Modernization and the cloud are so intertwined that it’s hard to imagine one without the other. Modernization makes enterprise systems cloud-ready so that they can work with various as-a-service models as well as cloud-native applications. In turn, the cloud was the single biggest accelerator of digital transformation and the single reason for the success of remote work during the pandemic.

Organizations continuing their modernization journey should consider hybrid cloud before any other option. Hybrid cloud acts as a bridge between on-premises infrastructure and the cloud to accelerate modernization programs.

A combination of public and private clouds from multiple vendors, the hybrid cloud includes the advantages of both; namely, the agility, scalability, and cost-effectiveness of the public cloud, and the control, security, and reliability of the private cloud. In addition, it allows companies to take advantage of interoperability between public and private cloud platforms.

With its virtually unlimited elastic computing capacity, access to myriad applications, and support for information sharing, the hybrid cloud is more than capable of meeting the extensive data and analytics requirements of data-driven organizations. Additionally, hybrid cloud infrastructure improves business processes, improving everything from the customer experience to regulatory compliance to staff productivity.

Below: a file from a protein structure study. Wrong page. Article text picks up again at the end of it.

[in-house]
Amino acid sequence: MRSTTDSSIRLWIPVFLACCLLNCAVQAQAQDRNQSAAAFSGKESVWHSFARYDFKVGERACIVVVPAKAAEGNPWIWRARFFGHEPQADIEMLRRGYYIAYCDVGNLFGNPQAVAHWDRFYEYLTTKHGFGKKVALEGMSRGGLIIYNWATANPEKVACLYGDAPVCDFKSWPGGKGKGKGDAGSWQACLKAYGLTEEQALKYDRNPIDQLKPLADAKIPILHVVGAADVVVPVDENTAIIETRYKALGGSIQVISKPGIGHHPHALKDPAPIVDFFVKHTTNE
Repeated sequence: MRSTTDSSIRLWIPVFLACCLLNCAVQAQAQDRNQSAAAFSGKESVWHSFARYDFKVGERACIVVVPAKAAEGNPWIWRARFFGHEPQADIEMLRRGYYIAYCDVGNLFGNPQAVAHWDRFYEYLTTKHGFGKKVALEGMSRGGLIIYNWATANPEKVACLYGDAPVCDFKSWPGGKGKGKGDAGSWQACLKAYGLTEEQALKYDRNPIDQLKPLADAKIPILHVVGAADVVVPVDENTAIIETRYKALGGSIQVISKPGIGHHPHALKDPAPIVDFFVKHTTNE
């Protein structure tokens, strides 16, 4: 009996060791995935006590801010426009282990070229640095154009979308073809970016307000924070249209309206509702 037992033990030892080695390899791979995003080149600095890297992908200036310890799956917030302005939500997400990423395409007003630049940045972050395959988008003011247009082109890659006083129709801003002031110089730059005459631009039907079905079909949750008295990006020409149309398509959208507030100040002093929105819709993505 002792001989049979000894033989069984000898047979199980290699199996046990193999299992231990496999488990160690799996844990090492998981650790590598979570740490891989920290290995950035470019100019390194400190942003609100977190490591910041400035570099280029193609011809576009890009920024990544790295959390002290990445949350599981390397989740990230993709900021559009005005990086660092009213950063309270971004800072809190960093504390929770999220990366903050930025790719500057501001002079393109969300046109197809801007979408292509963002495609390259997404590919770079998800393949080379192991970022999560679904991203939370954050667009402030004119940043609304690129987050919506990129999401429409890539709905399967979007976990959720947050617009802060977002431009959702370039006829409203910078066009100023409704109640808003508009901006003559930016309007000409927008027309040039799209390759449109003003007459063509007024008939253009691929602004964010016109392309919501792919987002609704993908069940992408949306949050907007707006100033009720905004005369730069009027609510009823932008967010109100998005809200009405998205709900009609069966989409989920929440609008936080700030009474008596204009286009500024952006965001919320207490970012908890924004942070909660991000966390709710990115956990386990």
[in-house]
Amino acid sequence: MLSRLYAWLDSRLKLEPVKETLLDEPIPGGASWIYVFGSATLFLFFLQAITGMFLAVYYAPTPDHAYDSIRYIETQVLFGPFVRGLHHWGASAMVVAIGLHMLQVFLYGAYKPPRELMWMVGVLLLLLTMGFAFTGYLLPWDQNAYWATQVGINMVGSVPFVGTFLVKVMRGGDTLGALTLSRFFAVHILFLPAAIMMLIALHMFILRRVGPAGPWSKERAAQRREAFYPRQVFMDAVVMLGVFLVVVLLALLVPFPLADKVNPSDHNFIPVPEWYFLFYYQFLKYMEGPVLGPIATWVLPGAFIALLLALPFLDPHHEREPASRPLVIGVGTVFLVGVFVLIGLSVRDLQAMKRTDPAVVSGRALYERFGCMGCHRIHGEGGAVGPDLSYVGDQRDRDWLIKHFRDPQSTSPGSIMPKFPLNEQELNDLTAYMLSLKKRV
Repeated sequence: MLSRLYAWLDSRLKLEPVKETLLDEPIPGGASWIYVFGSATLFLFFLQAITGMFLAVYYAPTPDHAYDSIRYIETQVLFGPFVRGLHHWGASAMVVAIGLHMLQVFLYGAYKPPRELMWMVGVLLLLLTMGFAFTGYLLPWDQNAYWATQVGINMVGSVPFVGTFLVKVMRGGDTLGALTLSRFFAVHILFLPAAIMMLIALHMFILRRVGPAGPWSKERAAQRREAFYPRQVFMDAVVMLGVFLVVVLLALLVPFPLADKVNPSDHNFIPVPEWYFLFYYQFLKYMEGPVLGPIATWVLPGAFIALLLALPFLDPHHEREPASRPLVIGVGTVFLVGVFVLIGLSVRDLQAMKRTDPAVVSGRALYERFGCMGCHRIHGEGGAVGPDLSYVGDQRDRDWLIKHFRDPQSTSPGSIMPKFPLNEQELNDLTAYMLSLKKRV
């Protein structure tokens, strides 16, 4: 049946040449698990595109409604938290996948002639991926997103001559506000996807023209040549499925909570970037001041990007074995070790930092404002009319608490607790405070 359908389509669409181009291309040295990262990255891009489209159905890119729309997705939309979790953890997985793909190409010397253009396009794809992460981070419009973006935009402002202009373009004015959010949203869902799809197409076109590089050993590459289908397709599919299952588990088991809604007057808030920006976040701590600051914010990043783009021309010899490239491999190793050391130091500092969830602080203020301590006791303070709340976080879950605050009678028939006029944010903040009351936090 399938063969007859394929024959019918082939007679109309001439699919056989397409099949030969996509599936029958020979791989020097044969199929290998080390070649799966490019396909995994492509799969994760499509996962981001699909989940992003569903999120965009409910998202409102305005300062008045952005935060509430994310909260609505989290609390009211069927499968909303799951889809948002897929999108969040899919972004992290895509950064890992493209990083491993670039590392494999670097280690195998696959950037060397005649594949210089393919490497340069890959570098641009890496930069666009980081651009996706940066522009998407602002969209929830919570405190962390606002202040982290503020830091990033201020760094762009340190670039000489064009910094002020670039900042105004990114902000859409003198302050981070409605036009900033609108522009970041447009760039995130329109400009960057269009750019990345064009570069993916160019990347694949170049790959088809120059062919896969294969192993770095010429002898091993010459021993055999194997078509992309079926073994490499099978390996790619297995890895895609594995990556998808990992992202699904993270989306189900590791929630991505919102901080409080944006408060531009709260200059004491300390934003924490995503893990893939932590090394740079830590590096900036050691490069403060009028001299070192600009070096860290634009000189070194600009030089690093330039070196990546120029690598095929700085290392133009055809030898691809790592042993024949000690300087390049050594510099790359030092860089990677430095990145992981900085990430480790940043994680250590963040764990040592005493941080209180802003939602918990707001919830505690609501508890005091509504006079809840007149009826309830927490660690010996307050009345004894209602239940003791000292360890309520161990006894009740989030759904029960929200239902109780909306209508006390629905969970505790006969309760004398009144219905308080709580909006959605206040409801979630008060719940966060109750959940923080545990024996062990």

Modernization is meaningless without a matching UX

Users within the company demand frictionless and intuitive experiences just like external customers; Studies show that a vast majority of people stop using apps due to poor user experience (UX).

Therefore, when modernizing their legacy technology landscape, companies must also modernize the UX. This means redesigning front-end interfaces to make data easier to access, reducing redundant processes and introducing efficient ones, minimizing “clicks” with automated assistance features, making navigation of the new system intuitive, etc.

While changing the infrastructure improves the performance of a system, changing the UX improves the performance of its users. One point to keep in mind is that ease of use encourages user adoption of the system, which is key to scaling the benefits of modernization across the enterprise.

Modernization via API connects the business

Large organizations with complex technology landscapes, for example, multiple core platforms that are not seamlessly integrated, may need to undertake multiple modernization initiatives in parallel to shorten timelines. APIs enable this by modularizing the architecture and decoupling core platforms so they can be modernized.

After that, APIs play a crucial role in facilitating integrations and data sharing across platforms, apps, channels, etc. throughout the company.

IT modernization was always important, but during the pandemic it became a survival staple. Today, the pandemic may have receded, but modernization has yet to move forward. While different organizations will take different modernization journeys, they will cross the same milestones — data, hybrid cloud, user experience, and APIs — along the way.

Gautam Khanna is the Vice President and Global Head of Infosys Modernization Practice.